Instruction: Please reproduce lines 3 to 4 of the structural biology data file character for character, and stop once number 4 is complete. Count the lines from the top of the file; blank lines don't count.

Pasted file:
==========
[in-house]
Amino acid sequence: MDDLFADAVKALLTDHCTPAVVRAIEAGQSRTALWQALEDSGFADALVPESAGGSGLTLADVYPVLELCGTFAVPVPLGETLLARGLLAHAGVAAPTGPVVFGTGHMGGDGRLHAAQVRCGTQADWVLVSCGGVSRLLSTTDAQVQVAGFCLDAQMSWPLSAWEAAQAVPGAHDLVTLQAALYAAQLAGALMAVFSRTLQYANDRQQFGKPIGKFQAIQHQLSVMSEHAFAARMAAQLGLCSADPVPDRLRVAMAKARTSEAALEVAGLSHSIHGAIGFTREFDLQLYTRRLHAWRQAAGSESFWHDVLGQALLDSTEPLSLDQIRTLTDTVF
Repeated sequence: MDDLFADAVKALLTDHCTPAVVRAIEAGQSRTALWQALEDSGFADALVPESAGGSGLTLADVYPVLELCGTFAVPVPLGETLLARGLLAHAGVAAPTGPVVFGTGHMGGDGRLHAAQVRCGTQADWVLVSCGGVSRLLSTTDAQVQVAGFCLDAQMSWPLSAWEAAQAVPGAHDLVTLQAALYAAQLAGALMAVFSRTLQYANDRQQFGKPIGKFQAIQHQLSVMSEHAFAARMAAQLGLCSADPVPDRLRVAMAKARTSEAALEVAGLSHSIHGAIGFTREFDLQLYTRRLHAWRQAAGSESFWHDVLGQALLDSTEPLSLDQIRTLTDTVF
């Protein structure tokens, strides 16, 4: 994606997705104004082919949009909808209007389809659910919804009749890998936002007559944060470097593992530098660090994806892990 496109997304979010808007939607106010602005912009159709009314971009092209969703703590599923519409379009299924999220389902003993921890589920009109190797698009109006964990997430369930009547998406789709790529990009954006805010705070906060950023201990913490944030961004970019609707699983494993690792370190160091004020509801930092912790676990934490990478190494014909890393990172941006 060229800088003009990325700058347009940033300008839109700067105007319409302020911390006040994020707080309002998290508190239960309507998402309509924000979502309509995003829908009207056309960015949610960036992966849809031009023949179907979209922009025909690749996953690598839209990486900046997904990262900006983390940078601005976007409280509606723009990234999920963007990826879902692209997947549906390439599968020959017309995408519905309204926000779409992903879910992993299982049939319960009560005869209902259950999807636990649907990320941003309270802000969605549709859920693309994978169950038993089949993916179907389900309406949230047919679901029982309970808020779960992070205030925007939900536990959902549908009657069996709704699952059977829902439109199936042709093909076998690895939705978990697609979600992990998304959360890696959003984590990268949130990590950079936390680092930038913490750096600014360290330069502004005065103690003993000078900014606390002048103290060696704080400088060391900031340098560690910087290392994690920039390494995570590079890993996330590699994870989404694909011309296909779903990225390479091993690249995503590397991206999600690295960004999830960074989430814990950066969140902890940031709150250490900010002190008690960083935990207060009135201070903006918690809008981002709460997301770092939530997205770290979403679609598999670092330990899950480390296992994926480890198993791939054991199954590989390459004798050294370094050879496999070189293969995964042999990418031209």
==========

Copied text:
Repeated sequence: MDDLFADAVKALLTDHCTPAVVRAIEAGQSRTALWQALEDSGFADALVPESAGGSGLTLADVYPVLELCGTFAVPVPLGETLLARGLLAHAGVAAPTGPVVFGTGHMGGDGRLHAAQVRCGTQADWVLVSCGGVSRLLSTTDAQVQVAGFCLDAQMSWPLSAWEAAQAVPGAHDLVTLQAALYAAQLAGALMAVFSRTLQYANDRQQFGKPIGKFQAIQHQLSVMSEHAFAARMAAQLGLCSADPVPDRLRVAMAKARTSEAALEVAGLSHSIHGAIGFTREFDLQLYTRRLHAWRQAAGSESFWHDVLGQALLDSTEPLSLDQIRTLTDTVF
């Protein structure tokens, strides 16, 4: 994606997705104004082919949009909808209007389809659910919804009749890998936002007559944060470097593992530098660090994806892990 496109997304979010808007939607106010602005912009159709009314971009092209969703703590599923519409379009299924999220389902003993921890589920009109190797698009109006964990997430369930009547998406789709790529990009954006805010705070906060950023201990913490944030961004970019609707699983494993690792370190160091004020509801930092912790676990934490990478190494014909890393990172941006 060229800088003009990325700058347009940033300008839109700067105007319409302020911390006040994020707080309002998290508190239960309507998402309509924000979502309509995003829908009207056309960015949610960036992966849809031009023949179907979209922009025909690749996953690598839209990486900046997904990262900006983390940078601005976007409280509606723009990234999920963007990826879902692209997947549906390439599968020959017309995408519905309204926000779409992903879910992993299982049939319960009560005869209902259950999807636990649907990320941003309270802000969605549709859920693309994978169950038993089949993916179907389900309406949230047919679901029982309970808020779960992070205030925007939900536990959902549908009657069996709704699952059977829902439109199936042709093909076998690895939705978990697609979600992990998304959360890696959003984590990268949130990590950079936390680092930038913490750096600014360290330069502004005065103690003993000078900014606390002048103290060696704080400088060391900031340098560690910087290392994690920039390494995570590079890993996330590699994870989404694909011309296909779903990225390479091993690249995503590397991206999600690295960004999830960074989430814990950066969140902890940031709150250490900010002190008690960083935990207060009135201070903006918690809008981002709460997301770092939530997205770290979403679609598999670092330990899950480390296992994926480890198993791939054991199954590989390459004798050294370094050879496999070189293969995964042999990418031209």